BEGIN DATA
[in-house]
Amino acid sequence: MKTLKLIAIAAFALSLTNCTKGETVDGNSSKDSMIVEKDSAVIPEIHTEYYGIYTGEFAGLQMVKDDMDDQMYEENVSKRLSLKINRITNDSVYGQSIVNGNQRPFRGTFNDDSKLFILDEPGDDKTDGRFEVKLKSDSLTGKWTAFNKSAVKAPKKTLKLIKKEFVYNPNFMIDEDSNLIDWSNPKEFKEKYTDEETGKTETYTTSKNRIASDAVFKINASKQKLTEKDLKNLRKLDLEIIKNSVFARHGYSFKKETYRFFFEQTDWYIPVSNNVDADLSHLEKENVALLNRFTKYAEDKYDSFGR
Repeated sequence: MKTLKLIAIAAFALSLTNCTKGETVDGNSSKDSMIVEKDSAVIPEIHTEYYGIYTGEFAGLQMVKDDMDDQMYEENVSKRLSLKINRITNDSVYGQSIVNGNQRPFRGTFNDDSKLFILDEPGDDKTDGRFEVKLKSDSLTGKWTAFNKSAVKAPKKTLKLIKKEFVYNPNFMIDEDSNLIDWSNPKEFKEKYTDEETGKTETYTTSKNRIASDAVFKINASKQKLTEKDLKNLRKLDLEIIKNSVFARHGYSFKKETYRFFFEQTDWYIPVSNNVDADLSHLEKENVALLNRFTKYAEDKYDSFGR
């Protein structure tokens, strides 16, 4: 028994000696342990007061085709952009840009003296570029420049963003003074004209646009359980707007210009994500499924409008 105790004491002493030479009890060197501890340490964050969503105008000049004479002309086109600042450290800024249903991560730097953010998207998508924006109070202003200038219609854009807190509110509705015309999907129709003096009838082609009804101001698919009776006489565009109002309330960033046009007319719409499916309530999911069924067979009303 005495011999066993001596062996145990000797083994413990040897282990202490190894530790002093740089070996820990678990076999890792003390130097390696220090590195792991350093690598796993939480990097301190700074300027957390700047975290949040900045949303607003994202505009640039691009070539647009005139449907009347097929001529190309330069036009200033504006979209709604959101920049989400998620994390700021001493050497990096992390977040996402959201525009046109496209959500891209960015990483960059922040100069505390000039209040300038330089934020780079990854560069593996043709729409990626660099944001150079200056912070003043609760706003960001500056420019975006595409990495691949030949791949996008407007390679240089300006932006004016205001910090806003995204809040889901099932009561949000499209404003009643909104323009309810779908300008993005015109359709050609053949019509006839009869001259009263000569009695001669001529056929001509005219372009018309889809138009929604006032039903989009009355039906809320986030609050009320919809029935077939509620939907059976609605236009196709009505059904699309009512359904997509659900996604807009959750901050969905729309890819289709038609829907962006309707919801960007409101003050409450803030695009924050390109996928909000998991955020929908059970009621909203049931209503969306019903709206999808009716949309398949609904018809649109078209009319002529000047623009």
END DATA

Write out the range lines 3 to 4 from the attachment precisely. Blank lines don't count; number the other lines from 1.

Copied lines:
Repeated sequence: MKTLKLIAIAAFALSLTNCTKGETVDGNSSKDSMIVEKDSAVIPEIHTEYYGIYTGEFAGLQMVKDDMDDQMYEENVSKRLSLKINRITNDSVYGQSIVNGNQRPFRGTFNDDSKLFILDEPGDDKTDGRFEVKLKSDSLTGKWTAFNKSAVKAPKKTLKLIKKEFVYNPNFMIDEDSNLIDWSNPKEFKEKYTDEETGKTETYTTSKNRIASDAVFKINASKQKLTEKDLKNLRKLDLEIIKNSVFARHGYSFKKETYRFFFEQTDWYIPVSNNVDADLSHLEKENVALLNRFTKYAEDKYDSFGR
């Protein structure tokens, strides 16, 4: 028994000696342990007061085709952009840009003296570029420049963003003074004209646009359980707007210009994500499924409008 105790004491002493030479009890060197501890340490964050969503105008000049004479002309086109600042450290800024249903991560730097953010998207998508924006109070202003200038219609854009807190509110509705015309999907129709003096009838082609009804101001698919009776006489565009109002309330960033046009007319719409499916309530999911069924067979009303 005495011999066993001596062996145990000797083994413990040897282990202490190894530790002093740089070996820990678990076999890792003390130097390696220090590195792991350093690598796993939480990097301190700074300027957390700047975290949040900045949303607003994202505009640039691009070539647009005139449907009347097929001529190309330069036009200033504006979209709604959101920049989400998620994390700021001493050497990096992390977040996402959201525009046109496209959500891209960015990483960059922040100069505390000039209040300038330089934020780079990854560069593996043709729409990626660099944001150079200056912070003043609760706003960001500056420019975006595409990495691949030949791949996008407007390679240089300006932006004016205001910090806003995204809040889901099932009561949000499209404003009643909104323009309810779908300008993005015109359709050609053949019509006839009869001259009263000569009695001669001529056929001509005219372009018309889809138009929604006032039903989009009355039906809320986030609050009320919809029935077939509620939907059976609605236009196709009505059904699309009512359904997509659900996604807009959750901050969905729309890819289709038609829907962006309707919801960007409101003050409450803030695009924050390109996928909000998991955020929908059970009621909203049931209503969306019903709206999808009716949309398949609904018809649109078209009319002529000047623009």